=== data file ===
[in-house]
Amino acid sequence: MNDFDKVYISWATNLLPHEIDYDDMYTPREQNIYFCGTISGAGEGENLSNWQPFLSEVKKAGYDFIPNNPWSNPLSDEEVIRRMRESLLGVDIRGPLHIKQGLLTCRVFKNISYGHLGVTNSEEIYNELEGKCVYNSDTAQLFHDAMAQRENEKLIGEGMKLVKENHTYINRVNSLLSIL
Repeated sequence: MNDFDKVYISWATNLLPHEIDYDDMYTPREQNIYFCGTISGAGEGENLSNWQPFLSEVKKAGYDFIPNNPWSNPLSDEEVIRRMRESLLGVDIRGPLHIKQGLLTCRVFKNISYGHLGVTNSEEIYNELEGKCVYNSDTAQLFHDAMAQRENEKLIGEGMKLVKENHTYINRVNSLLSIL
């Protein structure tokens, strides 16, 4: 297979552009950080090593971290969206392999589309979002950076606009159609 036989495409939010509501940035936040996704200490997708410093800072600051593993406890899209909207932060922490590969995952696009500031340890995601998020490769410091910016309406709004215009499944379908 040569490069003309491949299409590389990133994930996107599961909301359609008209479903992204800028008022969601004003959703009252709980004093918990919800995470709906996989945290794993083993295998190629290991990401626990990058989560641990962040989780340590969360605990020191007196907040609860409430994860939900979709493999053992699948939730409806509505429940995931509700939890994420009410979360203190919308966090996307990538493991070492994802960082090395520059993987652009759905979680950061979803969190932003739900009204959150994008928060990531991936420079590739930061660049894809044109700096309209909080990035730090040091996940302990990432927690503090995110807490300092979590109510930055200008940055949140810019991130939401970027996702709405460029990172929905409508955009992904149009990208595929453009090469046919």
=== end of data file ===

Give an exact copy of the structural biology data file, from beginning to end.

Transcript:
[in-house]
Amino acid sequence: MNDFDKVYISWATNLLPHEIDYDDMYTPREQNIYFCGTISGAGEGENLSNWQPFLSEVKKAGYDFIPNNPWSNPLSDEEVIRRMRESLLGVDIRGPLHIKQGLLTCRVFKNISYGHLGVTNSEEIYNELEGKCVYNSDTAQLFHDAMAQRENEKLIGEGMKLVKENHTYINRVNSLLSIL
Repeated sequence: MNDFDKVYISWATNLLPHEIDYDDMYTPREQNIYFCGTISGAGEGENLSNWQPFLSEVKKAGYDFIPNNPWSNPLSDEEVIRRMRESLLGVDIRGPLHIKQGLLTCRVFKNISYGHLGVTNSEEIYNELEGKCVYNSDTAQLFHDAMAQRENEKLIGEGMKLVKENHTYINRVNSLLSIL
């Protein structure tokens, strides 16, 4: 297979552009950080090593971290969206392999589309979002950076606009159609 036989495409939010509501940035936040996704200490997708410093800072600051593993406890899209909207932060922490590969995952696009500031340890995601998020490769410091910016309406709004215009499944379908 040569490069003309491949299409590389990133994930996107599961909301359609008209479903992204800028008022969601004003959703009252709980004093918990919800995470709906996989945290794993083993295998190629290991990401626990990058989560641990962040989780340590969360605990020191007196907040609860409430994860939900979709493999053992699948939730409806509505429940995931509700939890994420009410979360203190919308966090996307990538493991070492994802960082090395520059993987652009759905979680950061979803969190932003739900009204959150994008928060990531991936420079590739930061660049894809044109700096309209909080990035730090040091996940302990990432927690503090995110807490300092979590109510930055200008940055949140810019991130939401970027996702709405460029990172929905409508955009992904149009990208595929453009090469046919």